Uh Huh Her
On Uh Huh Her, PJ Harvey's righteous, angel-of-death passion and anger are imprisoned within familiar lyrical tropes and familiar, simple arrangements, which make her latest release as weak and timorous as her previous masterpiece (and greatest album), 2000's Stories From the City, Stories From the Sea, was strong and confident.
The shocking, beautiful thing about Stories From the City, Stories From the Sea was the way Harvey's magnificent, operatic, intensely carnal vocals embraced songs of heartache and songs of pure romantic bliss. As unlikely as it seems, that album's "You Said Something" is one of the great romantic mix-CD tracks of the new decade. Unfortunately, Stories' ecstatic engagement with the world has been exchanged for something far more typical: bitterness, resignation, and terror. In Uh Huh Her's songs, a lover's mouth and a radio tune are not passports to nirvana. They're kisses from an asp.
This conscious downer is a statement of both negation and independence. Harvey writes all the lyrics, plays every instrument except the drums, and produces every single track. As she has before, she charts the systole and diastole of the broken heart. If she's a sloppy, somewhat mundane writer (one of the powerful punker numbers compliments a man by saying, "You can straighten my curls"), she often elevates her narratives with her obvious commitment to the material. She also programs the tracks to offset their lyrical similarity, alternating between softly cooed ballads and heavily distorted electric stomps. The jarring shifts in tone and dynamics sustain the first half of the album, but after "Cat on the Wall," things drift off to sea. In fact, one interlude consists of seagull sound effects. But this album is too trim for such atmospherics, and the seagulls sure as hell don't lead into "Lady Cab Driver." Strangely, they might have done just that in the old days.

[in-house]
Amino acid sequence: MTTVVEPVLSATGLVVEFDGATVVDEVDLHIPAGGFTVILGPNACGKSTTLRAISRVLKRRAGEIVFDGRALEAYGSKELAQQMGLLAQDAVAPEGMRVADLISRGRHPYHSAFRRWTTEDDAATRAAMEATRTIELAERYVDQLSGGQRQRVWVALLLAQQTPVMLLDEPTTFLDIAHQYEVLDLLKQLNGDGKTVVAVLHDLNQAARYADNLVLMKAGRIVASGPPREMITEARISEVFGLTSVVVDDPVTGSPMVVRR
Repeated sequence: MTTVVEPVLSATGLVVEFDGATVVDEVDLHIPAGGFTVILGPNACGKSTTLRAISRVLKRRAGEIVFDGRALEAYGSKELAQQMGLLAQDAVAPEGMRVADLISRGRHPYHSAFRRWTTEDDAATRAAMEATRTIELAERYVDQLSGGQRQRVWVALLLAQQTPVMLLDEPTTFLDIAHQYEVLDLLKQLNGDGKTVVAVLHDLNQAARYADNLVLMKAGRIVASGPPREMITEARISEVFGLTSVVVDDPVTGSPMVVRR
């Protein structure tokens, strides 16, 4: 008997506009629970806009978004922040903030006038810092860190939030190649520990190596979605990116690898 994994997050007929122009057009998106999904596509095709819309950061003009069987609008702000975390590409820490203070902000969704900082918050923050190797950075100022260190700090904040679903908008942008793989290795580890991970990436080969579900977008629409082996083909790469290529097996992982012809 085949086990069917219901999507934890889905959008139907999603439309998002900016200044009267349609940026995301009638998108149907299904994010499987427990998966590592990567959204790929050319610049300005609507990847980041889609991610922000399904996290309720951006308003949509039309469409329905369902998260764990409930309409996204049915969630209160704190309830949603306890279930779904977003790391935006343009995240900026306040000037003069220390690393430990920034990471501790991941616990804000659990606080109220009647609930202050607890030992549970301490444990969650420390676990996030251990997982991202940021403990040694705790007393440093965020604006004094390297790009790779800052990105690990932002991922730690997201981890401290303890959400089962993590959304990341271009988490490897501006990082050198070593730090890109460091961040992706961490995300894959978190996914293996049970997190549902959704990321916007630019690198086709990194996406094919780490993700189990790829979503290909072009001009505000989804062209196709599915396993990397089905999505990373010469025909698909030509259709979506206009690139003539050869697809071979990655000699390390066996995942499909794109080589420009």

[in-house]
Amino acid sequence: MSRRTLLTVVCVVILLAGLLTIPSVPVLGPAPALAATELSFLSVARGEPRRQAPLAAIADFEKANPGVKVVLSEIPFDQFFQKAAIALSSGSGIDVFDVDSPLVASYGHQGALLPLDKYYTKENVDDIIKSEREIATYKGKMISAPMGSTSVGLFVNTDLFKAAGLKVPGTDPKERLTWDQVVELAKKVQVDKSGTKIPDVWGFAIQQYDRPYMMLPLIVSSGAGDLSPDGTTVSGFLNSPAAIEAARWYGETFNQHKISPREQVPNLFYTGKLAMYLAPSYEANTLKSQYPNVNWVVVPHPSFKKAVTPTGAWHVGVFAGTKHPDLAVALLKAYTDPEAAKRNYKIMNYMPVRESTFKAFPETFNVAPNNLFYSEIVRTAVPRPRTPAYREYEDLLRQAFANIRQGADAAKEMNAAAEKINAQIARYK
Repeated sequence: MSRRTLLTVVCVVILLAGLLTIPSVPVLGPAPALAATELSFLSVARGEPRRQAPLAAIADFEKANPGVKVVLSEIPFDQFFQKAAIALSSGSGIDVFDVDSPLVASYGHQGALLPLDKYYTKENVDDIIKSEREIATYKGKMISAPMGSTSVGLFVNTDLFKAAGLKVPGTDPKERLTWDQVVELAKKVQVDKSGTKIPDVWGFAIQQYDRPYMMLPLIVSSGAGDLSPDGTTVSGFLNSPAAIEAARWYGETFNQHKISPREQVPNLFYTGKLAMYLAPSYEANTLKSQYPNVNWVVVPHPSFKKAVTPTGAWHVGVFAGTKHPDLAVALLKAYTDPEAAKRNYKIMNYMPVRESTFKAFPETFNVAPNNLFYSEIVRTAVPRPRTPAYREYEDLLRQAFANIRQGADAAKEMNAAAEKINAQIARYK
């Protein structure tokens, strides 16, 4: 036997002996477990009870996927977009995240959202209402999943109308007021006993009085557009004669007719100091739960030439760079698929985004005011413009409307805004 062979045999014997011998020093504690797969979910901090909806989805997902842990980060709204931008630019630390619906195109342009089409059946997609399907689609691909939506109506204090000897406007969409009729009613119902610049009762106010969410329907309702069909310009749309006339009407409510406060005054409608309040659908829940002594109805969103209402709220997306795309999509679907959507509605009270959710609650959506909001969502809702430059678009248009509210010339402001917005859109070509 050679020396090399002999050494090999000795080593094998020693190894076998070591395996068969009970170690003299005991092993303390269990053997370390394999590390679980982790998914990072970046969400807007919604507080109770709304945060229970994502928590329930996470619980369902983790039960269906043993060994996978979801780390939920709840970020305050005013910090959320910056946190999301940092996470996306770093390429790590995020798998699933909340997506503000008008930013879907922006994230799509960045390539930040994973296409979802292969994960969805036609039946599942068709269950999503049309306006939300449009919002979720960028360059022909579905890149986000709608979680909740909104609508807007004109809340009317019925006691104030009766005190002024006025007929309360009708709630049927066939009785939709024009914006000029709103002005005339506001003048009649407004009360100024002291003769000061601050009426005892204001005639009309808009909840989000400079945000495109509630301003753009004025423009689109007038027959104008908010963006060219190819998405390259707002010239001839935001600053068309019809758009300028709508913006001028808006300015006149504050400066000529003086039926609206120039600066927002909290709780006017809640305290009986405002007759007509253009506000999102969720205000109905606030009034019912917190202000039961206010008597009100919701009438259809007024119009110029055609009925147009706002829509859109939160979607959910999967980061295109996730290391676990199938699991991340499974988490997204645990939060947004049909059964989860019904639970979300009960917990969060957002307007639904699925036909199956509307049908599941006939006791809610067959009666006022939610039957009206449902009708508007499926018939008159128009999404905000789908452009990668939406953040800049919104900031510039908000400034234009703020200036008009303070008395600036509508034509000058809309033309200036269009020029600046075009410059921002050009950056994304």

Because Harvey is a powerful, deeply romantic artist with plenty left in the tank, this failure emanates a Neil Young-like integrity. As she quavers on "Pocket Knife," "I just want to make my own fuck-ups." Instead of fucking up, though, I'd like to hear her growing up. -- Addison Engelking
Red Bedroom --The Fever (Kemado): Like a harder-edged Franz Ferdinand sans hit or hype, this NYC quintet spins received sounds into frantic post-punk dance music. Both bands dig Bowie, to a draw. But the Fever know their Yankee roots. Last time out they covered Sheila E.; this time they evoke Grandmaster Flash & the Furious Five without embarrassing themselves. Take that, Brits! ("Cold Blooded," "Gray Ghost," "Scorpio")
Drag It Up --The Old 97's (New West): Three years ago, the Old 97's bid "alt-country" adieu with raging pop guitars, tart vocals, and some of the slyest, sexiest relationship lyrics ever conceived. The record was Satellite Rides, and few outside their cult bought it. Here, after an iffy solo move by frontman Rhett Miller, they're back with alt-country indie New West, and if that sounds like a regression, well it sounds that way too. Slower, rootsier, less agitated, less immediate -- compared to the band's past work, this is a total downer. Compared to the typical "Americana" album? More than passable. ("Won't Be Home," "Moonlight," "Adelaide" )
Crunk Classics --Various Artists (TVT): In an age of downloading and CD-burning, this Dirty South sampler can't possibly compete with the one you can make yourself, especially since you aren't likely to leave off "Get Low," which Crunk Classics does despite the fact that it was released on the TVT label. The album collects representative but not standout tracks from Lil Jon, Trick Daddy, Three 6 Mafia, etc. It sounds okay, but not as good as commercial rap radio on an average weeknight. ("Get F***ed Up" -- Iconz, "Raise Up" -- Petey Pablo, "Where Dem Dollas At" --Gangsta Boo, "Do It" --Rasheeda)
Definitive Jux Presents, Vol. 3 --Various Artists (Def Jux): This sampler provides too much fodder for those convinced that the indie hip-hop scene is no fun. NYCers Aesop Rock and El-P are the ideological standard-bearers, but it heads up to Boston (The Perceptionists) or skips out west (Murs) to shore up the head-bobbing basics. ("Medical Assistance" -- The Perceptionists, "Dysexlia" --Rob Sonic, "You're Dead to Me" --Murs, "Oxycontin Part 2" --El-P featuring Cage, "Clean Living" -- RJD2) n -- Chris Herrington